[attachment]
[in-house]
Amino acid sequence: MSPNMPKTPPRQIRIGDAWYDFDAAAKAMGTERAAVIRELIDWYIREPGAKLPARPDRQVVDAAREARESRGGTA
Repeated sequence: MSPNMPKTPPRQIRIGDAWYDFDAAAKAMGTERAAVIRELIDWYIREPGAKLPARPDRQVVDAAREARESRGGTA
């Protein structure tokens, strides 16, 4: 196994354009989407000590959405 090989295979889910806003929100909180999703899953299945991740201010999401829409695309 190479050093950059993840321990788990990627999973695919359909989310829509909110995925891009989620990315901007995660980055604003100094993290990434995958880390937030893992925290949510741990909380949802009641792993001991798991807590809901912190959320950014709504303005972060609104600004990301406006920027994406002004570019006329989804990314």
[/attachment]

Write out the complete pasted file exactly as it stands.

[in-house]
Amino acid sequence: MSPNMPKTPPRQIRIGDAWYDFDAAAKAMGTERAAVIRELIDWYIREPGAKLPARPDRQVVDAAREARESRGGTA
Repeated sequence: MSPNMPKTPPRQIRIGDAWYDFDAAAKAMGTERAAVIRELIDWYIREPGAKLPARPDRQVVDAAREARESRGGTA
């Protein structure tokens, strides 16, 4: 196994354009989407000590959405 090989295979889910806003929100909180999703899953299945991740201010999401829409695309 190479050093950059993840321990788990990627999973695919359909989310829509909110995925891009989620990315901007995660980055604003100094993290990434995958880390937030893992925290949510741990909380949802009641792993001991798991807590809901912190959320950014709504303005972060609104600004990301406006920027994406002004570019006329989804990314």